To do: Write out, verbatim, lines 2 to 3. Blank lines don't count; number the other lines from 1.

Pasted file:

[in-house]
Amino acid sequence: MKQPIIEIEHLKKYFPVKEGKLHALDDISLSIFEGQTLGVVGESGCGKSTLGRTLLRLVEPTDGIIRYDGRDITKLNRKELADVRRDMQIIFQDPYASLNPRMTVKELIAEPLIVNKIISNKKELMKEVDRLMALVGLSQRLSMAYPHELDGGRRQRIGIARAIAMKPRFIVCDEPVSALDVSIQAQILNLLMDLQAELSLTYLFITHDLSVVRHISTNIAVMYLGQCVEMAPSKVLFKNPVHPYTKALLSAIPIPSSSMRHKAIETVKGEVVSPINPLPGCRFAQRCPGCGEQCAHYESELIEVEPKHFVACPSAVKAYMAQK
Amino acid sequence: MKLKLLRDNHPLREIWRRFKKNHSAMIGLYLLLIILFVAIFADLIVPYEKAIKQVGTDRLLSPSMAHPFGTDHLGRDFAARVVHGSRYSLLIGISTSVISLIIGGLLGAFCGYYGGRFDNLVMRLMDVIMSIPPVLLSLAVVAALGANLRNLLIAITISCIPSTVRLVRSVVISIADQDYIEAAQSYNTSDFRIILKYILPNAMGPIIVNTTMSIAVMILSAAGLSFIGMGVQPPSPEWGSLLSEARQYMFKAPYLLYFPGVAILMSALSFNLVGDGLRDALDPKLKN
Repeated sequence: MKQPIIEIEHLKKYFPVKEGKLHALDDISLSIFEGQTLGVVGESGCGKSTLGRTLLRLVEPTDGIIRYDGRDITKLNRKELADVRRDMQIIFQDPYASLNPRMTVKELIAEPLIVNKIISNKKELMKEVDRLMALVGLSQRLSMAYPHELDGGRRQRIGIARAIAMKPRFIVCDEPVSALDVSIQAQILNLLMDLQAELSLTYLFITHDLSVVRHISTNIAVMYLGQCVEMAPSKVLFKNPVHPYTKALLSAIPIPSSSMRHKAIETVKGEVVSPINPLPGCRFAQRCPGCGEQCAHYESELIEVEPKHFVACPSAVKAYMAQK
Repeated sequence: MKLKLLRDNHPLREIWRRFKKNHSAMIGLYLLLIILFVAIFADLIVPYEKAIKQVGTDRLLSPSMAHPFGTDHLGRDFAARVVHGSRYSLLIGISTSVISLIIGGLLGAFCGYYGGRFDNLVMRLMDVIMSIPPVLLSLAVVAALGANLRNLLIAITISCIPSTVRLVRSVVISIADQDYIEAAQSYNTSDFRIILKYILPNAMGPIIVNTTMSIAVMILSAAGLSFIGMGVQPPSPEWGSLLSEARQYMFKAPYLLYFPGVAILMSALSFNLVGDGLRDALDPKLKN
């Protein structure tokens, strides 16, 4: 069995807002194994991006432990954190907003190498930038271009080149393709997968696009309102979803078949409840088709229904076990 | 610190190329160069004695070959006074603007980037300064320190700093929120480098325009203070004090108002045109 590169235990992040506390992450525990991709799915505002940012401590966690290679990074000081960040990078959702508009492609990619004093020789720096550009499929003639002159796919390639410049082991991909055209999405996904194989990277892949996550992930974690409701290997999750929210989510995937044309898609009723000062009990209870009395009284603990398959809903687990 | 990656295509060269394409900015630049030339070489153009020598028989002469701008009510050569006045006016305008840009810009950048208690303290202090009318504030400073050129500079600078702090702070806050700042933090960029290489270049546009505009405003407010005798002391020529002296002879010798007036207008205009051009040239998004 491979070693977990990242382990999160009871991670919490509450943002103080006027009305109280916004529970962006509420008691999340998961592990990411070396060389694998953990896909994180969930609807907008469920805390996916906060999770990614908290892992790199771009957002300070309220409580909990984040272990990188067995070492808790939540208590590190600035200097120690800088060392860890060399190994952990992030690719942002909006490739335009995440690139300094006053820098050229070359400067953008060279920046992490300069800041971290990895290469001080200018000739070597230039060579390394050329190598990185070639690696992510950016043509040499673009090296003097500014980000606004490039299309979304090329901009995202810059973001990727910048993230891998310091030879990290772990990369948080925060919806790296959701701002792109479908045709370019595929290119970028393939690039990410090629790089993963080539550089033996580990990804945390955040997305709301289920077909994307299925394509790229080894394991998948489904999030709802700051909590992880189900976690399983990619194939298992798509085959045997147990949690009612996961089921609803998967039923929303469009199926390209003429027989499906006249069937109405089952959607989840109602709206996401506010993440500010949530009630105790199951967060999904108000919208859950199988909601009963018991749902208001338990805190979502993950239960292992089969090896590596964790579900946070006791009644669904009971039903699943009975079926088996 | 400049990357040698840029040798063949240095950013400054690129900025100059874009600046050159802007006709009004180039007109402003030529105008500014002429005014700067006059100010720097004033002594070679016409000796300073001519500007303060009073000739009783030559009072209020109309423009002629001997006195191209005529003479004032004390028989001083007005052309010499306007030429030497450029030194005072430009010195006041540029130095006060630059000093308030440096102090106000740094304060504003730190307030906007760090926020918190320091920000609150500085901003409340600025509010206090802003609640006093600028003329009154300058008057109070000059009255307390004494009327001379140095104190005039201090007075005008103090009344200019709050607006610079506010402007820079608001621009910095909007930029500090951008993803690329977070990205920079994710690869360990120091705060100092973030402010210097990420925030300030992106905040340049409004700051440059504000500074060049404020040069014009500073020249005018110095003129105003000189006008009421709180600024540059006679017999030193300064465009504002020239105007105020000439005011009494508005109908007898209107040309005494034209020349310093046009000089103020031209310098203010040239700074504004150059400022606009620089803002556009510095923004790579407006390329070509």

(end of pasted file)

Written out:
Amino acid sequence: MKQPIIEIEHLKKYFPVKEGKLHALDDISLSIFEGQTLGVVGESGCGKSTLGRTLLRLVEPTDGIIRYDGRDITKLNRKELADVRRDMQIIFQDPYASLNPRMTVKELIAEPLIVNKIISNKKELMKEVDRLMALVGLSQRLSMAYPHELDGGRRQRIGIARAIAMKPRFIVCDEPVSALDVSIQAQILNLLMDLQAELSLTYLFITHDLSVVRHISTNIAVMYLGQCVEMAPSKVLFKNPVHPYTKALLSAIPIPSSSMRHKAIETVKGEVVSPINPLPGCRFAQRCPGCGEQCAHYESELIEVEPKHFVACPSAVKAYMAQK
Amino acid sequence: MKLKLLRDNHPLREIWRRFKKNHSAMIGLYLLLIILFVAIFADLIVPYEKAIKQVGTDRLLSPSMAHPFGTDHLGRDFAARVVHGSRYSLLIGISTSVISLIIGGLLGAFCGYYGGRFDNLVMRLMDVIMSIPPVLLSLAVVAALGANLRNLLIAITISCIPSTVRLVRSVVISIADQDYIEAAQSYNTSDFRIILKYILPNAMGPIIVNTTMSIAVMILSAAGLSFIGMGVQPPSPEWGSLLSEARQYMFKAPYLLYFPGVAILMSALSFNLVGDGLRDALDPKLKN